While he’s not 100% sure what his plans are post-graduation, he is currently working towards a focus in education, and contemplating getting a masters on his way to a teaching license to teach high school.
Outside school, Eli likes to rock climb and explore Corvallis. When he’s exploring, he likes to find the small stores around town and see what is going on.
His favorite book is The End of Boys by Peter Hofmeister, a book he says he’s just finished re-reading. The author was his English teach in high school, and is about the author’s life growing up in Eugene. “It feels very familiar to me,” Eli says. His favorite food is the curry at Thai Chili. He likes to go in on Fridays, saying it’s a good way to wrap up the week.
Eli says he’s really appreciative of this opportunity, and we’re so happy to be able to provide it for him.
Karlie Wiese has been named one of the Spring 2021 Undergraduates of the Quarter, and we couldn’t be prouder of her.
Karlie grew up in the Rogue Valley in Southern Oregon. She attended Phoenix High School, home of the Pirates. She originally came to OSU with the intent to major in Nutrition with the Dietetics option to become a Dietitian. OSU is the only school in Oregon that has a dietetics program.
Karlie actually really disliked chemistry when she was in high school (long, long ago in 2007, she says) and dropped the class after the first quarter. She procrastinated as long as she could before she started her chemistry courses for Nutrition. She ended up loving chemistry so much that she was always eager to dive into her chemistry reading and homework. Additionally, she was working as a tutor and really enjoyed sharing her chemistry knowledge with other students and helping them better understand the material. She decided it was time to make a big change (her senior year!) and switch from Nutrition to Chemistry with an education focus.
She’s not currently performing any research, but may help conduct some research in chemistry education over the next year, and has been toying with the idea of getting into a research lab. She has been working as a TA for the 23x Gen Chem series for the past couple of years now. Karlie reports absolutely love it and says it has really helped to solidify her decision to go into teaching chemistry. Something else that might be mildly interesting to note is that she didn’t start college until about 9 years after finishing high school, and she’ll be 32 when she finishes her bachelor’s degree. After she finishes her bachelor’s, she says, she’ll move on to grad school. She’s still figuring out if she wants to pursue a Master’s in Science Education or go for Chemistry. After grad school, her plan is to teach Chemistry at a high school, or possibly college.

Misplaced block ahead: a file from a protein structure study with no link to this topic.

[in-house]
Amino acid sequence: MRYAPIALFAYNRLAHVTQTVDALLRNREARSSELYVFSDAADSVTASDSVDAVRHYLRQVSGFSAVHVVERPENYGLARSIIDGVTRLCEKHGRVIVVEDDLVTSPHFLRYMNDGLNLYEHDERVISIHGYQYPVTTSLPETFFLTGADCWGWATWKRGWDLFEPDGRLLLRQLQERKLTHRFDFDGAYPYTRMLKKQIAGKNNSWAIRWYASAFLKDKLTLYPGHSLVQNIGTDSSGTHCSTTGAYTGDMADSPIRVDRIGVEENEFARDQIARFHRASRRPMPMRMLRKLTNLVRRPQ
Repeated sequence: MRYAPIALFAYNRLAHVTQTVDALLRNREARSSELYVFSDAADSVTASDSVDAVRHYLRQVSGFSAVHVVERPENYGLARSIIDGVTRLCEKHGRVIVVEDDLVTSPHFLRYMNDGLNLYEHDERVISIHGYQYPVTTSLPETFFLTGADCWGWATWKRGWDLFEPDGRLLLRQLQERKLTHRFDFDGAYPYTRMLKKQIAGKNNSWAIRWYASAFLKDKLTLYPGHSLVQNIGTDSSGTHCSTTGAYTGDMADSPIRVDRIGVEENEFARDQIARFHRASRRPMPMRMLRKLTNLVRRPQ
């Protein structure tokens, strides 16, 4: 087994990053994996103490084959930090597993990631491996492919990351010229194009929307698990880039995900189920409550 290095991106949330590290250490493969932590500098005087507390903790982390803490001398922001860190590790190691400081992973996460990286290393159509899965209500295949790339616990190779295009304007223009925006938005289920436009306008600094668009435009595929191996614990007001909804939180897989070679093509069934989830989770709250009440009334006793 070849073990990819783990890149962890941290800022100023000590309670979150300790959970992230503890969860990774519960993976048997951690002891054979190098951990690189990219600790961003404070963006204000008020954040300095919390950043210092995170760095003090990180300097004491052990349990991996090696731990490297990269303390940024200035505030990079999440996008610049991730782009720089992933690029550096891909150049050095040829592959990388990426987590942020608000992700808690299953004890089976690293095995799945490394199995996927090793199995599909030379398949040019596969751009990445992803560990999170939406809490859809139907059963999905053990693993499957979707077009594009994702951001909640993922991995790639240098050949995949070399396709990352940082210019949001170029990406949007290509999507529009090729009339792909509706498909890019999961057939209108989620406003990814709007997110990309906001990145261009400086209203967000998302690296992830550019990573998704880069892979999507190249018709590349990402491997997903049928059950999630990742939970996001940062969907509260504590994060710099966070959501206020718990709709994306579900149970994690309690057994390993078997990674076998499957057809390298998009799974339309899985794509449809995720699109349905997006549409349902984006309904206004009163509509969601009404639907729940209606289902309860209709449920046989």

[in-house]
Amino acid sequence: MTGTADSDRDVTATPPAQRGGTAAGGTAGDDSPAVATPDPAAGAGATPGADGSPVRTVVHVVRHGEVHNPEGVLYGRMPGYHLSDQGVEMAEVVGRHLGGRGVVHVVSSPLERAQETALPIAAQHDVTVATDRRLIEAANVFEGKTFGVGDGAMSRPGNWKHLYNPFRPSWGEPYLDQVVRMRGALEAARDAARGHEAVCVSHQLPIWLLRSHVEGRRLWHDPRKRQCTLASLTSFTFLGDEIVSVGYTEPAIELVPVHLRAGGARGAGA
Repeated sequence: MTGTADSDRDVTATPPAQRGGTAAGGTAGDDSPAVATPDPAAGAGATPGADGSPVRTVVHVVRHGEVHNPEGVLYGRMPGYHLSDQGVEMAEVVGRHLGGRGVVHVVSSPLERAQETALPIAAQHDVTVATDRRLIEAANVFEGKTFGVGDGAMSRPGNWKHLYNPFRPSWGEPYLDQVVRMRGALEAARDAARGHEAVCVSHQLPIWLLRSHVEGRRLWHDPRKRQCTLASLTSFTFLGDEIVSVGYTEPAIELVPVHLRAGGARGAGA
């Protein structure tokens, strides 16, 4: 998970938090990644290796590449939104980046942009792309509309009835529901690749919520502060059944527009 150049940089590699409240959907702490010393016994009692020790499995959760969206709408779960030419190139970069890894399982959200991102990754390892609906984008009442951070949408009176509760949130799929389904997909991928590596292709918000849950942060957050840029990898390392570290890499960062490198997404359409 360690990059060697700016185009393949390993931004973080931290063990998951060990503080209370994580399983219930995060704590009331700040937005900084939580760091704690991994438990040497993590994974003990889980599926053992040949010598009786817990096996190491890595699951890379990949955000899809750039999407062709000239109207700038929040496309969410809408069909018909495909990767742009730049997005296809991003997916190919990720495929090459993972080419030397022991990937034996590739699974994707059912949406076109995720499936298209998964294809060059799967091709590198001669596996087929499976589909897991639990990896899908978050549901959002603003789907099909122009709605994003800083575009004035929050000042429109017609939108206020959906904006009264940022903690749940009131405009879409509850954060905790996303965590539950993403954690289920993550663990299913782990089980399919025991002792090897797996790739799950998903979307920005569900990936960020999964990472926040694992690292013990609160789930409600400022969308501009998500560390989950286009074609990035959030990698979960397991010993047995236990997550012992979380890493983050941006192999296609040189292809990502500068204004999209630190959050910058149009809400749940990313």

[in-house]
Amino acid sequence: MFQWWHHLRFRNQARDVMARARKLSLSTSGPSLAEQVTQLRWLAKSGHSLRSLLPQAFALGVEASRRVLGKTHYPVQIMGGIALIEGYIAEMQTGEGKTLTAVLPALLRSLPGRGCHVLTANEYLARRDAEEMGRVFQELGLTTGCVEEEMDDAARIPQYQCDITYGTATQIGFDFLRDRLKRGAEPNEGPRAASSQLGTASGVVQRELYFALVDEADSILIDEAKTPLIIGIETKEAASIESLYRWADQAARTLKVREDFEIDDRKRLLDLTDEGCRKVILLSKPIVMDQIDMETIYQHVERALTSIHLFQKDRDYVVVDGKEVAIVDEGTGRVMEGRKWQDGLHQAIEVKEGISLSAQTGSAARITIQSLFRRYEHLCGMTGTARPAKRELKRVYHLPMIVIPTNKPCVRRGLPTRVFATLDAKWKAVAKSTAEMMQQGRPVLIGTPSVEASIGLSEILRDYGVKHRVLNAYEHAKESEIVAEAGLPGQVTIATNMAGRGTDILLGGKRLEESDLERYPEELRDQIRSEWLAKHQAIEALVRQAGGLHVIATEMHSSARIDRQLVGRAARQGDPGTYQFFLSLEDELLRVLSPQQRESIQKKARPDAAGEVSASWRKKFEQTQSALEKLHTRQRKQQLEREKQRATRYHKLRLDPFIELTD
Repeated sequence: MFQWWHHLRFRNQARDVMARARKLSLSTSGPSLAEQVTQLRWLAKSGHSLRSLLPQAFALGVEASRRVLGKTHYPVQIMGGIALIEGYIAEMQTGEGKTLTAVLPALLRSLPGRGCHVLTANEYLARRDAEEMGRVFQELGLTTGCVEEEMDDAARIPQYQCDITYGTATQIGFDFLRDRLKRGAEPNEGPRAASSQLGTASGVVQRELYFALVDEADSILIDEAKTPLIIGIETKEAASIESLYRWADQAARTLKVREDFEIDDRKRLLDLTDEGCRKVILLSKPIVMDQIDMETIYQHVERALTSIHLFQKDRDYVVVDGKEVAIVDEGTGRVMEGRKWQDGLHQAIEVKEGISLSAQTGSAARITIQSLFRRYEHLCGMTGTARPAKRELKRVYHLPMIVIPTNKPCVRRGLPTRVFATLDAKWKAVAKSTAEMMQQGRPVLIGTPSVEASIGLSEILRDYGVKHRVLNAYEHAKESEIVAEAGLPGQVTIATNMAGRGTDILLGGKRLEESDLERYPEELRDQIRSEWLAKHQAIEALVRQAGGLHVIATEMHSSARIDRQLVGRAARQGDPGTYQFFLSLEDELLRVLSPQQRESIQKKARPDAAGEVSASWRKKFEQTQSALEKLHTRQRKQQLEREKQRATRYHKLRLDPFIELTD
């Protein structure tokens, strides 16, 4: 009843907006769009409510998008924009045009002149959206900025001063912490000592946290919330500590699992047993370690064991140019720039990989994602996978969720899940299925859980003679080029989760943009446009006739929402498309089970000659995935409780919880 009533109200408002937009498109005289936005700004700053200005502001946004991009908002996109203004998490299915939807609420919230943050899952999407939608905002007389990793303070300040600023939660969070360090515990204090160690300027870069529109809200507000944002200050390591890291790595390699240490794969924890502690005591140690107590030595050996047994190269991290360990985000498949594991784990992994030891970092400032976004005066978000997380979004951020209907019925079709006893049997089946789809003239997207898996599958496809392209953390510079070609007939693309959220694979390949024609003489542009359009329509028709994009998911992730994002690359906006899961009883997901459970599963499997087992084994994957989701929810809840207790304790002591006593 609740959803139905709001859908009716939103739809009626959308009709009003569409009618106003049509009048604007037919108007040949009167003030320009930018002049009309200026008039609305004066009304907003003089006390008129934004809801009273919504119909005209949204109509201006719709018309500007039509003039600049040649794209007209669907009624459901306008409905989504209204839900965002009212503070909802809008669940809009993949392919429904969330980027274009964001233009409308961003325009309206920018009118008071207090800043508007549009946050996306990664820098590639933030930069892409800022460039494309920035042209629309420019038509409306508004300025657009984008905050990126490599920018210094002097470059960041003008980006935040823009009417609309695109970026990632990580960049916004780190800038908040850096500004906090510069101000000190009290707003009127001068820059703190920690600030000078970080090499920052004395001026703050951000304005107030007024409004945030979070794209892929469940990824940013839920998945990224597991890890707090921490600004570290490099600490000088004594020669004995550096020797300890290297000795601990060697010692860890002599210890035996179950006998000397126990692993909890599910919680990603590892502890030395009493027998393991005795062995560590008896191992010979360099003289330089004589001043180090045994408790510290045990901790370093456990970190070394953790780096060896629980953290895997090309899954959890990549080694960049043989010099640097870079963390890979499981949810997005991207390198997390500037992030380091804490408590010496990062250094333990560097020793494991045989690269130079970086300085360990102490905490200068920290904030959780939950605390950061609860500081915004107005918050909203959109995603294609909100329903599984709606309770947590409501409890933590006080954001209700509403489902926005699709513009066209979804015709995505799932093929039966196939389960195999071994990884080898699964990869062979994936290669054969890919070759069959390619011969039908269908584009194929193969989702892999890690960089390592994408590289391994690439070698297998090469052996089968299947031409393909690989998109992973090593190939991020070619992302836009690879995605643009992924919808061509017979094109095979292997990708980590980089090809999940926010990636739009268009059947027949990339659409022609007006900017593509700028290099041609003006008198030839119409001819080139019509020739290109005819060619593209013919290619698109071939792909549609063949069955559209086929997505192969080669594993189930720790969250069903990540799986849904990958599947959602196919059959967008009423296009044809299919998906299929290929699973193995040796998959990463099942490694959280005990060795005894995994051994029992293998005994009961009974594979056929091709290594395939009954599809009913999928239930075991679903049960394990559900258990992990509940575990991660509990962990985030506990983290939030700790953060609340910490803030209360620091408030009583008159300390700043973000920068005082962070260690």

Karlie is a mom to a five-year-old, so free time outside of school has been virtually non-existent; however, she enjoys hiking with her family and just being in nature. She’s definitely looking forward to this summer as it’s the first summer in 16 years that she won’t be working or taking classes. Hopefully they’ll be able to make some camping trips and explore the state. They’ve all definitely been going a little stir-crazy during these pandemic times over the past year, so a bit of fun out of the house is long overdue!
She says it’s hard to pick one, but her favorite genres are sci-fi and nonfiction. If she has to pick one, she it’d have to be The Martian, by Andy Weir.
Karlie wanted to say, “thank you to all of the instructors for being so adaptable over the past year and working hard to ensure students could continue on with their education during these unusual times!”
We’re so proud of all our Undergraduates of the Quarter for their many accomplishments and wish Karlie the best of luck with all her future plans.
Alice Lulich has been named one of the Spring 2021 Undergraduates of the Quarter and we couldn’t be happier.
Alice grew up in Bend, Oregon. She attended North Medford High School, home of the Black Tornado. She chose OSU due to its emphasis and opportunity for undergraduate research. The other universities she was looking at were missing that, and it was crucial to her. OSU has been a great fit for her, and she is pleased with her decision. As far as research, she has been working in the Nyman Lab for the last two-ish years. She creates metal-organic frameworks (MOFs) using transition metals and then characterizes them. She can also find applications for the new MOFs she creates, such as capturing carbon dioxide gas or splitting water in a photocatalysis reactor. This utility can be applied to clean energy solutions for climate change. She got into the lab in the first term of freshman year. She wanted to do undergraduate research, and it had a significant impact on her college choice, so she got in as soon as possible!